Manchester Crown Court has fined an energy company formerly of Swansea £500,000 and ordered to pay £24,968.44 in prosecution costs after pleading guilty to a single breach of the Health and Safety at Work Act etc. 1974.
The energy company (now in liquidation) was tasked with installing cavity wall insulation into the property of an eighty three year old pensioner from Middleton. The insulation was offered free of charge as part of a subsidised programme by energy companies.
The Health and Safety Executive (HSE) told the court that three engineers from the firm visited the elderly lady’s house in October 2012 to install the insulation. Holes were drilled into the bricks and the insulation beads blown into the cavity.
One of the employees, on checking the boiler, noticed that some insulation beads had collected at the back of the boiler. The worker contacted the main office to advise his managers but no action to send a gas engineer was taken.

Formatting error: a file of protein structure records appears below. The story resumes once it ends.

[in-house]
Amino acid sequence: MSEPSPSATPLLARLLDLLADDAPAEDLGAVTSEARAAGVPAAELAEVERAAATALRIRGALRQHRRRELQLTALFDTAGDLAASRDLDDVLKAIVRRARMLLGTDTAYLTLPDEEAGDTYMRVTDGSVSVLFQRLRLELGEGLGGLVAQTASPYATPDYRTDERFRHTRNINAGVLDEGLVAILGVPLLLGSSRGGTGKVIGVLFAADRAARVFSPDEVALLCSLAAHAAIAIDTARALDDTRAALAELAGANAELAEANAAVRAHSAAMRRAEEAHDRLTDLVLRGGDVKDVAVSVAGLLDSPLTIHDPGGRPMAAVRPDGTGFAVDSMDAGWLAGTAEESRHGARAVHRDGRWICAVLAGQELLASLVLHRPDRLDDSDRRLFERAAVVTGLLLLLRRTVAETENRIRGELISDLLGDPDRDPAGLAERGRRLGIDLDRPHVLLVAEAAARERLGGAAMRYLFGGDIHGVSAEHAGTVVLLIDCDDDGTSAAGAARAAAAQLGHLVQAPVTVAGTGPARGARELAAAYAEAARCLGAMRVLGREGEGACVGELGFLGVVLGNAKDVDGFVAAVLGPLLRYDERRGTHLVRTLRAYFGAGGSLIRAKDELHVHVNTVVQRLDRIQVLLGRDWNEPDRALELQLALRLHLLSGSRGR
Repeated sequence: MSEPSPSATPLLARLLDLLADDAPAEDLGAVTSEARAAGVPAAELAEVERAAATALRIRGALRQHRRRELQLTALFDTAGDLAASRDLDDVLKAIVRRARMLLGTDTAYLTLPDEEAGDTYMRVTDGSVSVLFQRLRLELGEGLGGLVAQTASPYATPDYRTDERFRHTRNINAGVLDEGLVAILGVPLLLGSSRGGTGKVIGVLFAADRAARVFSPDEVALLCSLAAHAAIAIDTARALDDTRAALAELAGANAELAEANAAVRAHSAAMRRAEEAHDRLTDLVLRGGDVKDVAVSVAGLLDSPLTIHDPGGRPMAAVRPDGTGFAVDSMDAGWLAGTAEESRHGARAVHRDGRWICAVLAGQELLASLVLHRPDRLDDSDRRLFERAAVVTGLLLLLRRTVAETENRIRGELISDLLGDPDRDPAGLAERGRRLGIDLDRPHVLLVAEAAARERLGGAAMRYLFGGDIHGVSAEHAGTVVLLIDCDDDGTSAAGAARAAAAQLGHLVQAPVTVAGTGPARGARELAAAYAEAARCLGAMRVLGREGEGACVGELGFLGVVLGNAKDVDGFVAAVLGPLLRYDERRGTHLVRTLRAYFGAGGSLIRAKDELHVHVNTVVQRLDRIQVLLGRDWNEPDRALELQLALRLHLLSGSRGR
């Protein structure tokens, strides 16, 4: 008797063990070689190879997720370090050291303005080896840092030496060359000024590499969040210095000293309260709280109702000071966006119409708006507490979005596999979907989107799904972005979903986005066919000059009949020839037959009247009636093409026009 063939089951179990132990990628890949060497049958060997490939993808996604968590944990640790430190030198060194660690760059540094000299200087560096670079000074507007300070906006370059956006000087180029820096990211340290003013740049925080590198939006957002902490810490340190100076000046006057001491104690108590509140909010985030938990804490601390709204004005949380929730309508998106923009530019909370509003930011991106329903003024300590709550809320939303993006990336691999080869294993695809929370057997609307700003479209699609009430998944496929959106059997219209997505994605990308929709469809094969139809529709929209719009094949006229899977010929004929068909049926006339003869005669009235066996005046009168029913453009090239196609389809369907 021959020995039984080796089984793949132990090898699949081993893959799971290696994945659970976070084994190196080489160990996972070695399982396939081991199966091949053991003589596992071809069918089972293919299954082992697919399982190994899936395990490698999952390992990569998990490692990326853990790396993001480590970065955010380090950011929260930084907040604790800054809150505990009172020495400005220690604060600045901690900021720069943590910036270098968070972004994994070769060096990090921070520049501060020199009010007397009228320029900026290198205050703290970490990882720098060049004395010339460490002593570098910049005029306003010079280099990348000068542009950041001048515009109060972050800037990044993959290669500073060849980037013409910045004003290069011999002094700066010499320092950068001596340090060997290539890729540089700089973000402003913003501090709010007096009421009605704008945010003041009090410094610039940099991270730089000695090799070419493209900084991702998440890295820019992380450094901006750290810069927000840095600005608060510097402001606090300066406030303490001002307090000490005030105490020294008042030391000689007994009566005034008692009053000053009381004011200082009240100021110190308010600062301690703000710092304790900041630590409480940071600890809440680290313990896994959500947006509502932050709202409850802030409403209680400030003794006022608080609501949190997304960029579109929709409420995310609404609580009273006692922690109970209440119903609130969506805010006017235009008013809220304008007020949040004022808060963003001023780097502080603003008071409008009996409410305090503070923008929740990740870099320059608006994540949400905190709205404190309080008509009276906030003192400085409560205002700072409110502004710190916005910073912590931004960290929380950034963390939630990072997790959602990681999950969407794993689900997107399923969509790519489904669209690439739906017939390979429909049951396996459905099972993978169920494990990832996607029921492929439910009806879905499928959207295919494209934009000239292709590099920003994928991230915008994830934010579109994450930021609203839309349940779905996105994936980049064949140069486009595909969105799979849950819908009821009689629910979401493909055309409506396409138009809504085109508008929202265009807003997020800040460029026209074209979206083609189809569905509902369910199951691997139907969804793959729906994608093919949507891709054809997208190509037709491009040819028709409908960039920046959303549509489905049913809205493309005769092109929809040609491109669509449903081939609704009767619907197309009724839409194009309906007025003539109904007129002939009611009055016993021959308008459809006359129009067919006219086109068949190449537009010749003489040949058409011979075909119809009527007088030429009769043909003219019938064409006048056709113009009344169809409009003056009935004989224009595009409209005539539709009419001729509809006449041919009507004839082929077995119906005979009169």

The son of the pensioner was advised not to use the boiler but was not told how dangerous using the heating could be.
The HSE advised the court that the energy employees neglected to notify the National Grid of the issue, did not switch off the boiler or leave a warning notice.
During that evening the pensioner’s son turned up the thermostat. Two hours later he felt dizzy and on checking his mother found her unresponsive.
A post mortem confirmed that the lady’s death was due to carbon monoxide poisoning. Her son and a paramedic that attended the scene were found to have high levels of carbon monoxide in their blood.
After the case was heard, HSE Inspector Lisa Bailey said:
“It was a natural reaction for [ the lady’s] son to turn on the heating when it began to get cold, especially as he hadn’t been made aware of the potential dangers.”
“The boiler should have been switched off by the company, and warning signs should have been stuck on the side. If this had happened then I am sure the heating would have remained off throughout the evening.”
“[The company] should also have arranged for a registered gas engineer or National Grid to visit to property as soon as possible but, again, this did not happen.
“The company knew about the risks from its work but its safety standards fell well below the legal minimum. As a result, an elderly woman has lost her life.”
More information on gas safety is available at www.hse.gov.uk/gas.